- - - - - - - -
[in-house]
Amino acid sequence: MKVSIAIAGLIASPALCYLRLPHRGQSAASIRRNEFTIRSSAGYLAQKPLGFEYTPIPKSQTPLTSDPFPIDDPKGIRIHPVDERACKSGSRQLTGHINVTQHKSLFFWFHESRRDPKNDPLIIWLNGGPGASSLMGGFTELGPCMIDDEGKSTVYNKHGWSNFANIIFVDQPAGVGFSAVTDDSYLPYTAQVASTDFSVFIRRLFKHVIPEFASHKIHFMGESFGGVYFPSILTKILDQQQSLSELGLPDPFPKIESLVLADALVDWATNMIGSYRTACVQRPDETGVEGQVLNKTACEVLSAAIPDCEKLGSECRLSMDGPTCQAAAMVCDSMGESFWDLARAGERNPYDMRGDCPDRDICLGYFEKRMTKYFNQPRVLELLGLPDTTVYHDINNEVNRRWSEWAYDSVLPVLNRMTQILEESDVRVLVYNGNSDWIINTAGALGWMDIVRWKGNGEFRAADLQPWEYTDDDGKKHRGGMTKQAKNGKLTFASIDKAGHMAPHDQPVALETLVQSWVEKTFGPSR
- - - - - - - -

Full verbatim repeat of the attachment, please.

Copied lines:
[in-house]
Amino acid sequence: MKVSIAIAGLIASPALCYLRLPHRGQSAASIRRNEFTIRSSAGYLAQKPLGFEYTPIPKSQTPLTSDPFPIDDPKGIRIHPVDERACKSGSRQLTGHINVTQHKSLFFWFHESRRDPKNDPLIIWLNGGPGASSLMGGFTELGPCMIDDEGKSTVYNKHGWSNFANIIFVDQPAGVGFSAVTDDSYLPYTAQVASTDFSVFIRRLFKHVIPEFASHKIHFMGESFGGVYFPSILTKILDQQQSLSELGLPDPFPKIESLVLADALVDWATNMIGSYRTACVQRPDETGVEGQVLNKTACEVLSAAIPDCEKLGSECRLSMDGPTCQAAAMVCDSMGESFWDLARAGERNPYDMRGDCPDRDICLGYFEKRMTKYFNQPRVLELLGLPDTTVYHDINNEVNRRWSEWAYDSVLPVLNRMTQILEESDVRVLVYNGNSDWIINTAGALGWMDIVRWKGNGEFRAADLQPWEYTDDDGKKHRGGMTKQAKNGKLTFASIDKAGHMAPHDQPVALETLVQSWVEKTFGPSR